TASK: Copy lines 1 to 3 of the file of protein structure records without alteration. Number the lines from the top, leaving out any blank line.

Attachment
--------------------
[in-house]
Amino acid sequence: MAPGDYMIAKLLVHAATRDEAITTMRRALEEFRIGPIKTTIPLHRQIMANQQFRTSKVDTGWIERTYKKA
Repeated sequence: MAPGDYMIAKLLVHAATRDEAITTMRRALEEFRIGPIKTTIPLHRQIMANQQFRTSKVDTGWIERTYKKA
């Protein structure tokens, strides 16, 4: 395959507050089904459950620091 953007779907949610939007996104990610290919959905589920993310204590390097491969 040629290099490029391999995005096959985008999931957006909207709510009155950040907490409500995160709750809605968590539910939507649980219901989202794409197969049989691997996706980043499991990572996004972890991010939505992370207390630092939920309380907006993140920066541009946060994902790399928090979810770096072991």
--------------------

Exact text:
[in-house]
Amino acid sequence: MAPGDYMIAKLLVHAATRDEAITTMRRALEEFRIGPIKTTIPLHRQIMANQQFRTSKVDTGWIERTYKKA
Repeated sequence: MAPGDYMIAKLLVHAATRDEAITTMRRALEEFRIGPIKTTIPLHRQIMANQQFRTSKVDTGWIERTYKKA